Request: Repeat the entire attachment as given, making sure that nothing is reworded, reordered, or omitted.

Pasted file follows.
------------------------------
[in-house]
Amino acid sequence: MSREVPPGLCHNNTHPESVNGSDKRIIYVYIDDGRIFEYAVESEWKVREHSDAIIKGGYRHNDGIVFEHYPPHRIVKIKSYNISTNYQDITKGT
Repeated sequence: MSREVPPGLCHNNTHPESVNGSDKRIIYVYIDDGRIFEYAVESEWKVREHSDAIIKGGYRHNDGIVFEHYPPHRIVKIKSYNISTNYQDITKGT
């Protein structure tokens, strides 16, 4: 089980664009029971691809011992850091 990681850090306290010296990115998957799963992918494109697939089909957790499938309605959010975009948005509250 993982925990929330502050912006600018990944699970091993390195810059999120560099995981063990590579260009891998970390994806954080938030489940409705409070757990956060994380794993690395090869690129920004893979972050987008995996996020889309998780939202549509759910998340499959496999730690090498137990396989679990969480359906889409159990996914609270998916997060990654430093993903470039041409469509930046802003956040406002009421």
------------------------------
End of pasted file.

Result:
[in-house]
Amino acid sequence: MSREVPPGLCHNNTHPESVNGSDKRIIYVYIDDGRIFEYAVESEWKVREHSDAIIKGGYRHNDGIVFEHYPPHRIVKIKSYNISTNYQDITKGT
Repeated sequence: MSREVPPGLCHNNTHPESVNGSDKRIIYVYIDDGRIFEYAVESEWKVREHSDAIIKGGYRHNDGIVFEHYPPHRIVKIKSYNISTNYQDITKGT
């Protein structure tokens, strides 16, 4: 089980664009029971691809011992850091 990681850090306290010296990115998957799963992918494109697939089909957790499938309605959010975009948005509250 993982925990929330502050912006600018990944699970091993390195810059999120560099995981063990590579260009891998970390994806954080938030489940409705409070757990956060994380794993690395090869690129920004893979972050987008995996996020889309998780939202549509759910998340499959496999730690090498137990396989679990969480359906889409159990996914609270998916997060990654430093993903470039041409469509930046802003956040406002009421």